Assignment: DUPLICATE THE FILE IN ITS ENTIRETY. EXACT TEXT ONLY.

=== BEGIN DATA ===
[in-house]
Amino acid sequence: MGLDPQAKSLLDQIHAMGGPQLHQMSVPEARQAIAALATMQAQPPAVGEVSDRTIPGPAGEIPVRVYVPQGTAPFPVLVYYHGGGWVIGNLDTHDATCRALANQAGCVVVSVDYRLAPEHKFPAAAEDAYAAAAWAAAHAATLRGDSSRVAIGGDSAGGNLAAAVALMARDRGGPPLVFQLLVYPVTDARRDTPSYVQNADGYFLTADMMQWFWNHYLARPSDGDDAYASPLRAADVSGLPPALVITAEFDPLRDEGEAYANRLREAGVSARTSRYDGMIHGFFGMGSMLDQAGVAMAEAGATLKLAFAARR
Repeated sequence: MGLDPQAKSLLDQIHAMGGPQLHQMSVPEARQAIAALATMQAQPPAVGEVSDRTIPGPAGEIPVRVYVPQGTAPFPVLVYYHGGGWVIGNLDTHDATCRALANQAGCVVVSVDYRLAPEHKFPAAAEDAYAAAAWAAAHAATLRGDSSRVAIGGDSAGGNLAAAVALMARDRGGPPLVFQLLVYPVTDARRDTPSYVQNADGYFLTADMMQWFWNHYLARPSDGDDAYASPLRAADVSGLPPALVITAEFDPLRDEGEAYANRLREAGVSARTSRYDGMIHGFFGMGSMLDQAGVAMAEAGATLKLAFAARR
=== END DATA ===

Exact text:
[in-house]
Amino acid sequence: MGLDPQAKSLLDQIHAMGGPQLHQMSVPEARQAIAALATMQAQPPAVGEVSDRTIPGPAGEIPVRVYVPQGTAPFPVLVYYHGGGWVIGNLDTHDATCRALANQAGCVVVSVDYRLAPEHKFPAAAEDAYAAAAWAAAHAATLRGDSSRVAIGGDSAGGNLAAAVALMARDRGGPPLVFQLLVYPVTDARRDTPSYVQNADGYFLTADMMQWFWNHYLARPSDGDDAYASPLRAADVSGLPPALVITAEFDPLRDEGEAYANRLREAGVSARTSRYDGMIHGFFGMGSMLDQAGVAMAEAGATLKLAFAARR
Repeated sequence: MGLDPQAKSLLDQIHAMGGPQLHQMSVPEARQAIAALATMQAQPPAVGEVSDRTIPGPAGEIPVRVYVPQGTAPFPVLVYYHGGGWVIGNLDTHDATCRALANQAGCVVVSVDYRLAPEHKFPAAAEDAYAAAAWAAAHAATLRGDSSRVAIGGDSAGGNLAAAVALMARDRGGPPLVFQLLVYPVTDARRDTPSYVQNADGYFLTADMMQWFWNHYLARPSDGDDAYASPLRAADVSGLPPALVITAEFDPLRDEGEAYANRLREAGVSARTSRYDGMIHGFFGMGSMLDQAGVAMAEAGATLKLAFAARR